In 1879 when Bayport was known as South Stillwater, a small clapboard church called Union Church was erected and opened to anyone who wanted to worship, regardless of denomination. People would come, there would be rotating pastors and by 1916 enough people were coming regularly that they wanted to name themselves and affiliate with a denomination.
The decision was made to associate with the Congregational Society, and after a vote the church became incorporated under the name of People’s Congregational Church. The group chose Congregationalism, born out of the tradition of the Pilgrims. Congregational churches are self-governing, which allows each individual church the flexibility to worship as it believes it should.
In the mid-1930s the original chapel was torn down, and in 1939 the new church building was completed and dedicated on the site where the church now stands. The sanctuary is designed in the shape of a cross with a stained glass window depicting the ministry of Christ as the focal point. In the 1950s the church added an education wing, and during the 1970s additional stained glass windows were installed, followed by the pipe organ. In the 1990s a narthex and elevator were added, providing complete handicap accessibility, and land was purchased beside Barker’s Alps Park to expand People’s presence in the community.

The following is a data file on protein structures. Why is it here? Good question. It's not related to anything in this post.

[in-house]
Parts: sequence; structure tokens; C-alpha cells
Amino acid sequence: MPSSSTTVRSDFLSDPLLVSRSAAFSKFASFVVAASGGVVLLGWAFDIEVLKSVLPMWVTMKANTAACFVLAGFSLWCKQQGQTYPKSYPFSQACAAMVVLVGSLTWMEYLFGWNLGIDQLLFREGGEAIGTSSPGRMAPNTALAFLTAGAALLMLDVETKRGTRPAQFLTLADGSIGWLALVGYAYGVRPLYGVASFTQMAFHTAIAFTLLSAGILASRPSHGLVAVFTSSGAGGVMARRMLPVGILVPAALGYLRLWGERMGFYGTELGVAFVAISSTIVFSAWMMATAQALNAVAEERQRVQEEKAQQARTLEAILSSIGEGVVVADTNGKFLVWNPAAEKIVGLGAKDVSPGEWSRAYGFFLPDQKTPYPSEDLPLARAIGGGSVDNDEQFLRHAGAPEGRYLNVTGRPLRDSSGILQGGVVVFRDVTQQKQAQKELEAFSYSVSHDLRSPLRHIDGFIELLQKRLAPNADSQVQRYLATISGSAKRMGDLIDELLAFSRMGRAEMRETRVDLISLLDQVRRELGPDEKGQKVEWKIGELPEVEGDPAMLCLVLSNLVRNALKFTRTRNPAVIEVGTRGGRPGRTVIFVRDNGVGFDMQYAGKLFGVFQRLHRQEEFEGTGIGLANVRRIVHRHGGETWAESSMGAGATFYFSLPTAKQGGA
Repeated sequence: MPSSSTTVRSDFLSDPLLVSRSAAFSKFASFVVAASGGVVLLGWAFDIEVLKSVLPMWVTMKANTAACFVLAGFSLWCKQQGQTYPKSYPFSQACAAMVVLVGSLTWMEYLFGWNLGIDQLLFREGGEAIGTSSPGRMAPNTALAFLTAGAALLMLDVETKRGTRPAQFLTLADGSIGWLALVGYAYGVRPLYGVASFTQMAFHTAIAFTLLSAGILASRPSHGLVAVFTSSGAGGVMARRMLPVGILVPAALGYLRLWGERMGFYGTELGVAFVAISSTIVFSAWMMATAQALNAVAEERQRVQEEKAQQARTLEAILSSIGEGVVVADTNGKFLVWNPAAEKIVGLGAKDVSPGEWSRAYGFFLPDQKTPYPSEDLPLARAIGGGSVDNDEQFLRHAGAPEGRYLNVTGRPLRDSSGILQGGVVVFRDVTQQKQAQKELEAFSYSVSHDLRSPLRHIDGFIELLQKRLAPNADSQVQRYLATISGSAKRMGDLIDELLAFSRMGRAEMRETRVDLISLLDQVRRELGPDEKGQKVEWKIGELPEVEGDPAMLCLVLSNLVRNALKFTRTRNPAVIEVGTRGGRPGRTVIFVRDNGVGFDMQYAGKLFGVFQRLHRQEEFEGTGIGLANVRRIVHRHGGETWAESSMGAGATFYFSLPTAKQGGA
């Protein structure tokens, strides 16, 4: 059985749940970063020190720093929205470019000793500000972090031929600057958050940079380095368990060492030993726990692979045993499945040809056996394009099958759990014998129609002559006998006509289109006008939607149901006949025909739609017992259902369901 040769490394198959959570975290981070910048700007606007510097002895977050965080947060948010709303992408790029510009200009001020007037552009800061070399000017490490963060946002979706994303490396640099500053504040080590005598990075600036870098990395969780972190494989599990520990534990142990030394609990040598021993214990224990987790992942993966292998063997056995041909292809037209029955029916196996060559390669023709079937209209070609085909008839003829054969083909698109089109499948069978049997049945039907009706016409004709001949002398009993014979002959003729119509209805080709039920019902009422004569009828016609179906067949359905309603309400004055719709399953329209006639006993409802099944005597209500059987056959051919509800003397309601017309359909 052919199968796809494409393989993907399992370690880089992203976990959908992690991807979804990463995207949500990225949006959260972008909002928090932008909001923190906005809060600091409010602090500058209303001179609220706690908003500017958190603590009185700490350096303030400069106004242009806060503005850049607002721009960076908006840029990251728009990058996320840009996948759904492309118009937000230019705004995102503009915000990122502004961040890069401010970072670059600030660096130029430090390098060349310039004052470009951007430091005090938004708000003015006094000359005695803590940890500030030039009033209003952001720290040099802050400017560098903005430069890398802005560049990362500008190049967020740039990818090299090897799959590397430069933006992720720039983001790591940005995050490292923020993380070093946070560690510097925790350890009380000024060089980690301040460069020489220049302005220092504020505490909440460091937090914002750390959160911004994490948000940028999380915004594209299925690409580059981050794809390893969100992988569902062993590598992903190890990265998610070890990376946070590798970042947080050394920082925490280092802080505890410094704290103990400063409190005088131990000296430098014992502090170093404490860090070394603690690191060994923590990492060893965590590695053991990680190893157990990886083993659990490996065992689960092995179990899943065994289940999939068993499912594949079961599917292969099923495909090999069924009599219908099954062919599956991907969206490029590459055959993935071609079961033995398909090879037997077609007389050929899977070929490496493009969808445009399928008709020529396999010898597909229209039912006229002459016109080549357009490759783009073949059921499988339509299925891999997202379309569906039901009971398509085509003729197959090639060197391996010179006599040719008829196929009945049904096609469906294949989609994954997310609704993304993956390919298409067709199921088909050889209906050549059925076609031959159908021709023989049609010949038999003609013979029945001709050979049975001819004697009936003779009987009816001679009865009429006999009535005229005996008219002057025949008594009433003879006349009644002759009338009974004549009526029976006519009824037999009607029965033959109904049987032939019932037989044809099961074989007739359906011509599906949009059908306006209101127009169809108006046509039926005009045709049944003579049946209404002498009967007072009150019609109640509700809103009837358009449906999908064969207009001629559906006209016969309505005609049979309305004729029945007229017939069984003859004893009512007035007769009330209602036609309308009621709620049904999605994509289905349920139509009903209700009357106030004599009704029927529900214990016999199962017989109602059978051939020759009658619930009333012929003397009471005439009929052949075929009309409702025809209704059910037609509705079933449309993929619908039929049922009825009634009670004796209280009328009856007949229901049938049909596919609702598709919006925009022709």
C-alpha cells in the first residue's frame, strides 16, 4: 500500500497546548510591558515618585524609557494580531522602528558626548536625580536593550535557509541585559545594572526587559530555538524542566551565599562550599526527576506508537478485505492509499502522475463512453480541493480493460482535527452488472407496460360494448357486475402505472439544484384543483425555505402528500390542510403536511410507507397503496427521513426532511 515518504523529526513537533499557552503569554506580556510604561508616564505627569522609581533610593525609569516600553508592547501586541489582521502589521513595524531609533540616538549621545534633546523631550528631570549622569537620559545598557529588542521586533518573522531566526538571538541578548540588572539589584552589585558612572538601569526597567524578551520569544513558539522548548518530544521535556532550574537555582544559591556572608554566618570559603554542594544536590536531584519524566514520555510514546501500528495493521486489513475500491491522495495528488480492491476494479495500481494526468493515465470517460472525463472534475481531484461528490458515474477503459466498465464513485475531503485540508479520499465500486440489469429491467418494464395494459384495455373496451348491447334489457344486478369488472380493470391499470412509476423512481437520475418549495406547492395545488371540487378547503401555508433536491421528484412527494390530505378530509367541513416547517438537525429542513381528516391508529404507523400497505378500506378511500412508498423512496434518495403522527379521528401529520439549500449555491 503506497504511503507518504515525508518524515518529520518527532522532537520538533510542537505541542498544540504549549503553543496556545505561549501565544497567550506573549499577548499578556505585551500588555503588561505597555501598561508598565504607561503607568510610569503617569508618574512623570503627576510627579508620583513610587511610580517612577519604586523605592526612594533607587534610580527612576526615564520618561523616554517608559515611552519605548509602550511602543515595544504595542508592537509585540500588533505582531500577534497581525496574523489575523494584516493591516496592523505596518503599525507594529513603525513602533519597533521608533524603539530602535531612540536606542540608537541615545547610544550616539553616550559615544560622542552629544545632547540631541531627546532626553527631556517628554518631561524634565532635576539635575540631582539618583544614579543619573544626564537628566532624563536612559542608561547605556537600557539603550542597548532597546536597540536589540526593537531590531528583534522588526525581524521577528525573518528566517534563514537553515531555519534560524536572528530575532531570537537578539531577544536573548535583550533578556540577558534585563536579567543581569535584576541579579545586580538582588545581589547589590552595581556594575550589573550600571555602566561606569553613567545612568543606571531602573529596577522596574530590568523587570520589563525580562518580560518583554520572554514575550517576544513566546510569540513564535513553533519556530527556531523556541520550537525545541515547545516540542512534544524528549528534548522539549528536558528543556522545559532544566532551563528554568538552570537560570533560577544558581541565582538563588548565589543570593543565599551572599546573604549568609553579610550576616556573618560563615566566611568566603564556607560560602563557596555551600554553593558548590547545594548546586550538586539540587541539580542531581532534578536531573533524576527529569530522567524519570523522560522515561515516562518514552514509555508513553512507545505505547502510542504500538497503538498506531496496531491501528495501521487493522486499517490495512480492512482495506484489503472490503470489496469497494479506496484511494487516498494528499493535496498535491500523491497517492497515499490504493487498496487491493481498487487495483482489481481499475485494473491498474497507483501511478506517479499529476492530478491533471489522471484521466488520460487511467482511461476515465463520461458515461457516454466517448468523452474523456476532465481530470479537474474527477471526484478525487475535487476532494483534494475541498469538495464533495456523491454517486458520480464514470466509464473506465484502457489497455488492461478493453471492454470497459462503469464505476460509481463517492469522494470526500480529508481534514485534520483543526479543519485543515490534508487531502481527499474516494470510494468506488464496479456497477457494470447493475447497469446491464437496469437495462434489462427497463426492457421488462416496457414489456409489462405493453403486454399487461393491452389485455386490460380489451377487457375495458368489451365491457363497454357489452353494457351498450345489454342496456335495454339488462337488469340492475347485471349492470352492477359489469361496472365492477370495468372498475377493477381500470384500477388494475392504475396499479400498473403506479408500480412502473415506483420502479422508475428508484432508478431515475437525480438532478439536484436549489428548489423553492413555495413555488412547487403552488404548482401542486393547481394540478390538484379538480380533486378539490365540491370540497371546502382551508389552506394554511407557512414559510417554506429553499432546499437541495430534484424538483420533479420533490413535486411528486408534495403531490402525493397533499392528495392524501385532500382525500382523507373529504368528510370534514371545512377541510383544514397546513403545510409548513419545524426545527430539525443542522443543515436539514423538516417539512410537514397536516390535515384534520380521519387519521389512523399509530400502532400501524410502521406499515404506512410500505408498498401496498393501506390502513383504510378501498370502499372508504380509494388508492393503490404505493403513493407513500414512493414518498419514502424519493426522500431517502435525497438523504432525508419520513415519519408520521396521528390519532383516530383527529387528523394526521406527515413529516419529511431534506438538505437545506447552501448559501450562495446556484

People’s Congregational Church is guided by self-governing policies and procedures, holding true to its original intentions, and the membership has never strayed from its commitment to freedom, specifically the freedom of each person to find God in their own way. People’s Church also has a rich history of supporting the St. Croix Valley through mission engagements and a variety of outreach activities.
Today, 103 years after its founding, People’s Congregational Church remains a beacon of inclusion and a respite for anyone wanting to be challenged and filled. The doors are open to all, and the hope is that anyone who enters will sense the living and loving Spirit of Christ.
What does Congregational mean?
We trace our history to the Pilgrims who came to this land in search of religious freedom. As Congregationalists we have no set creed or doctrine of faith. We are rooted in the teachings of Christ, and seek to be led by the Spirit of God. Congregational church members seek to follow Jesus Christ in accord with their own personal understanding of history and scripture, and each member is pledged to respect all other members’ beliefs, notwithstanding any differences that may exist. Our polity directs all decision-making authority to the congregation. There are no bishops or “higher” ecclesiastical bodies with governing power. People’s Congregational Church is in relationship with other Congregational churches through the National Association of Congregational Churches. www.naccc.org